Cross Posted at Legal Schnauzer
Leura Canary, the notorious Bush-appointed prosecutor who was at the heart of the Don Siegelman case, is the focus of a U.S. Department of Justice investigation, sources tell Legal Schnauzer.
Canary announced her retirement as U.S. attorney for the Middle District of Alabama on May 26. But sources say the ongoing federal investigation is the real reason Canary stepped down, even though Obama nominee George Beck has not been confirmed by the U.S. Senate. Louis Franklin will serve as acting U.S. attorney for the Middle District, pending Beck's confirmation.
A long-awaited Alabama federal bingo prosecution, featuring gambling magnate Milton McGregor and a number of state legislators, begins today in Montgomery. It is expected to last about two months and figures to be the biggest story of the summer in Alabama. But the investigation of Canary could prove to be the far bigger story, with potentially major ramifications on the national stage.
After all, the Canary investigation could lead to individuals who have helped shape her political agenda, such as former Bush White House strategist Karl Rove and U.S. Chamber of Commerce President Tom Donohue. The investigation also could show that the Obama Justice Department is not as useless as it currently appears, indicating Attorney General Eric Holder is willing to "look backwards" at apparent misconduct of the previous administration.
Technically, Canary has been under investigation by the DOJ's Office of Professional Responsibility (OPR) since June 2008. But we've seen no sign that Canary actually has been under genuine scrutiny. Sources, however, say that changed about two months ago--and the investigation now is serious enough that it prompted Canary to "retire."
Who is leading the Canary investigation? Why did it suddenly heat up about two months ago? What is the focus of the probe (the Siegelman case, the bingo case, something else, all of the above)? We don't have the answers to those questions yet. But sources say that Leura Canary, for perhaps the first time since her appointment, is feeling real heat.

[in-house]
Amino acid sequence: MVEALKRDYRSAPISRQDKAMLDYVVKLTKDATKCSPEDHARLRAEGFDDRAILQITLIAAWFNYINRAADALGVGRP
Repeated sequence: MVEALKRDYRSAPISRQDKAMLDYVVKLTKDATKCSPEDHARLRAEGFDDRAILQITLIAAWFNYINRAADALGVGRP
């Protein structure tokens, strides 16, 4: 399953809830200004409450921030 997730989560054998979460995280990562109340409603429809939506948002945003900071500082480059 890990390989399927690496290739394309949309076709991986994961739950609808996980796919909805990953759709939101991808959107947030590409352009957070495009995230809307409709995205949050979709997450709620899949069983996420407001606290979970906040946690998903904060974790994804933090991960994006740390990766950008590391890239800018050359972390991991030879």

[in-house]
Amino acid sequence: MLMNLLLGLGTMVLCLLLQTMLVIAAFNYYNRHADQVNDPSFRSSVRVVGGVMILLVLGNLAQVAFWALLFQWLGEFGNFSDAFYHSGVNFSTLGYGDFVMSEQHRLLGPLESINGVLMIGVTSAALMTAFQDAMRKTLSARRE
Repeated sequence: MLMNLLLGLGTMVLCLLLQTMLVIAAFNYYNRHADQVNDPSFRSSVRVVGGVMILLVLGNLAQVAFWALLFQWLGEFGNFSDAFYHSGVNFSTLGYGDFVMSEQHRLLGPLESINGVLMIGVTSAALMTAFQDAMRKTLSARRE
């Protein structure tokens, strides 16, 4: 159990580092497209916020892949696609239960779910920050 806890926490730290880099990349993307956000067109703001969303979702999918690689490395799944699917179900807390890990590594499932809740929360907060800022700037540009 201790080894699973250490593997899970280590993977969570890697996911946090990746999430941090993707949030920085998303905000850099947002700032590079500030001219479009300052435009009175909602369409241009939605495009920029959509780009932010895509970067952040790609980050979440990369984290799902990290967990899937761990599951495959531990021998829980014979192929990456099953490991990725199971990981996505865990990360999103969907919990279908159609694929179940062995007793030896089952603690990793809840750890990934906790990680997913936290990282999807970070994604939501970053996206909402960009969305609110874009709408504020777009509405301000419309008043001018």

One source, with close ties to the Middle District office, was "shocked" to hear of Canary's retirement. The U.S. attorney had made "adamant promises" to her staff that she would not leave until her successor was confirmed, our source says.
What could a genuine investigation of Leura Canary mean on the national level? Her husband, Bill Canary, is president of the Business Council of Alabama and a long-time ally of Thomas Donohue and Karl Rove. In fact, Canary and Rove used funds from the U.S. Chamber and other corporate sponsors in the 1990s to help turn Alabama's Supreme Court from Democratic to Republican control.
It's hard to imagine that an investigation of Leura Canary would not encompass her husband. If both Canarys wind up under the white-hot light, they could point investigators to the individuals and entities who have been pulling their strings. That could lead to Tom Donohue, Karl Rove, the U.S. Chamber, even the Bush White House.
Is there some wishful thinking on my part in that last paragraph? Yes there is. Since news outlets reported that Florida suddenly had turned in George W. Bush's favor on election night 2000, we have seen one Republican scandal after another covered up or ignored. Obama's utter failure on justice issues, so far, has been shameful for a president who pledged to change the toxic environment he inherited.
As a colossal cynic on justice matters, I fully expect Leura Canary and her henchmen to somehow wriggle off the hook. But for the first time in 10-plus years, I'm seeing a glimmer of hope that someone in authority might be taking Alabama's justice cesspool seriously.
Leura Canary played a leading role in creating that cesspool, and sources say the seat under her fanny is getting warm. If justice still matters at all in this country, Canary's seat soon will become scorching hot. And some of her puppeteers might start feeling a tad uncomfortable, too.